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Page 29 - This committee consisted of Thomas Jefferson, John Adams, Benjamin Franklin, Roger Sherman and Robert R. Livingston. Jefferson, as chairman, was appointed to draw up the paper.
Page 25 - The second day of July, 1776, will be the most memorable epoch in the history of America. I am apt to believe that it will be celebrated by succeeding generations as the great anniversary festival. It ought to be commemorated, as the day of deliverance, by solemn acts of devotion to God Almighty. It ought to be solemnized with pomp and parade, with shows, games, sports, guns, bells, bonfires, and illuminations, from one end of this continent to the other, from this time forward, forevermore.
Page 26 - You will think me transported with enthusiasm, but I am not. I am well aware of the toil, and blood and treasure, that it will cost to maintain this declaration, and support and defend these States; yet, through all the gloom, I can see the rays of light and glory. I can see that the end is worth more than all the means; and that posterity will triumph, although you and I may rue, which I hope we shall not.
Page 148 - I recommend you at an early day to make manifest to the gentlemen who represent this State in the two Houses of Congress, and to the country, that Michigan is loyal to the Union, the Constitution, and the laws and will defend them to the uttermost ; and to proffer to the President of the United States, the whole military power of the State for that purpose. Oh, for the firm, steady hand of a Washington, or a Jackson, to guide the ship of State in this perilous storm ! Let us hope that we will find...
Page 22 - I had four bullets through my coat, and two horses shot under me, yet I escaped unhurt, though death was leveling my companions on every side.
Page 94 - ... and he was wounded four times, In 1864, Gen. Hayes was elected to Congress, from the Second Ohio District, which had long been Democratic. He was not present during* the campaign, and after his election was importuned to resign his commission in the army ; but he finally declared, " I shall never come to Washington until I can come by the way of Richmond.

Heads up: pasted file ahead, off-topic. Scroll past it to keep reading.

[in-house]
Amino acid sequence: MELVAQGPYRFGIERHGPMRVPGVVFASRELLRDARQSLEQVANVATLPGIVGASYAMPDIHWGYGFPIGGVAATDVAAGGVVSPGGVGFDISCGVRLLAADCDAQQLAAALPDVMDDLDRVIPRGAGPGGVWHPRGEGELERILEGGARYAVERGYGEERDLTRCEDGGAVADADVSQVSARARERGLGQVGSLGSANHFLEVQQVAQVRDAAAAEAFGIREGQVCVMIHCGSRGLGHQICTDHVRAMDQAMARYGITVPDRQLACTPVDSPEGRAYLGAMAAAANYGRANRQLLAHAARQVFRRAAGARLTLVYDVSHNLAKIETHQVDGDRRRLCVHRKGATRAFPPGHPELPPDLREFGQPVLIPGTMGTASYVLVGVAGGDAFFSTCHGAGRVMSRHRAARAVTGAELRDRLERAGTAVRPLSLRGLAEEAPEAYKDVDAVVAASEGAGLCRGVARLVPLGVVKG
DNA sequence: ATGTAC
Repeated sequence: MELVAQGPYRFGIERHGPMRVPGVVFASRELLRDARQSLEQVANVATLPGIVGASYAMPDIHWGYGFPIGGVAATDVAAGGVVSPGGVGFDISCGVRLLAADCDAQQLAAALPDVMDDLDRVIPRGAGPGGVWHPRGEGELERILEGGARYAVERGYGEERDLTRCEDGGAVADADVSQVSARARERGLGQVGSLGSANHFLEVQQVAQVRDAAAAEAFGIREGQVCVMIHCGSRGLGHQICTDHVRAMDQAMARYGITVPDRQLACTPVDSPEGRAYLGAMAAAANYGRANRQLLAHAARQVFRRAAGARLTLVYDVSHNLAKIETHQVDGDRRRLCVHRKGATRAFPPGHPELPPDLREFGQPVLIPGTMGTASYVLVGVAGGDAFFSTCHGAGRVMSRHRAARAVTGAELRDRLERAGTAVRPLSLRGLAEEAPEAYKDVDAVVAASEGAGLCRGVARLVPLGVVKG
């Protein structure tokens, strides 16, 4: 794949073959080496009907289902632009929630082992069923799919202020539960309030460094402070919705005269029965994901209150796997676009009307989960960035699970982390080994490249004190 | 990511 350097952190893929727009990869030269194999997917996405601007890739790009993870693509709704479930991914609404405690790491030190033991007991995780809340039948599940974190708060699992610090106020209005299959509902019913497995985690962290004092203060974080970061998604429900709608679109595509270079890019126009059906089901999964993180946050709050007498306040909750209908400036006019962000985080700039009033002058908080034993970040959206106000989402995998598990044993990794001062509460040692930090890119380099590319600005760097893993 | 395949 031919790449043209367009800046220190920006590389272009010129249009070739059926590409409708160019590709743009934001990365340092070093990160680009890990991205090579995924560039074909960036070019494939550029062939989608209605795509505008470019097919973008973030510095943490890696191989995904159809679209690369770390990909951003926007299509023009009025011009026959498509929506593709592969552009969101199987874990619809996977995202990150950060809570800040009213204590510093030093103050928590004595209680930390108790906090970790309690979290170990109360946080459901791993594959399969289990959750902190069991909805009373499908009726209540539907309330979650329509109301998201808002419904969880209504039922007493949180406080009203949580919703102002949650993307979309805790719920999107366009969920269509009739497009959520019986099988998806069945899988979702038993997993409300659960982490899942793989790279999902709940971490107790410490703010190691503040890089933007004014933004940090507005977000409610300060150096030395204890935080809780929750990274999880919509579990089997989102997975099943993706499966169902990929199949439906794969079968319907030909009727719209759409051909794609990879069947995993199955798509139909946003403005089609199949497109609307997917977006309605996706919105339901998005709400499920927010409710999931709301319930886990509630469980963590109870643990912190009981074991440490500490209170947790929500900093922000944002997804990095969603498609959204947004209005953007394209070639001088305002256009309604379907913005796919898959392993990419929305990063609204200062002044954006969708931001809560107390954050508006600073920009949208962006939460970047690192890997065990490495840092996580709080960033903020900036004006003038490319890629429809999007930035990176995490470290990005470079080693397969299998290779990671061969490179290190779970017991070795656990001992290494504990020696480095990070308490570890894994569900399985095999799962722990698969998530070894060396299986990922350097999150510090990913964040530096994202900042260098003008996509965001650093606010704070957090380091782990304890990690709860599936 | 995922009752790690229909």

Page 25 - school of affliction," from which he endeavored to gain relief by devoting himself, in addition, to the study of law. For this purpose he placed himself under the tuition of the only lawyer in the town. He had thought seriously of the clerical profession but seems to have been turned from this by what he termed " the frightful engines of ecclesiastical counjils, of diabolical malice, and Calvanistic good nature,'' of the operations of which he had been a witness in his native town.
Page 33 - It was but 25 miles from the home of Jefferson at Monticello. The closest personal and political attachment existed between these illustrious men, from their early youth until death. The early education of Mr. Madison was conducted mostly at home under a private tutor. At the age of 1 8 he was sent to Princeton College, in New Jersey.
Page 98 - Upon Jan. 14, 1880, Gen. Garfield was elected to the US Senate, and on the eighth of June, of the same year, was nominated as the candidate of his party for President at the great Chicago Convention. He was elected in the following November, and on March 4, 1881, was inaugurated. Probably no administration ever opened its existence under brighter auspices than that of President Garfield...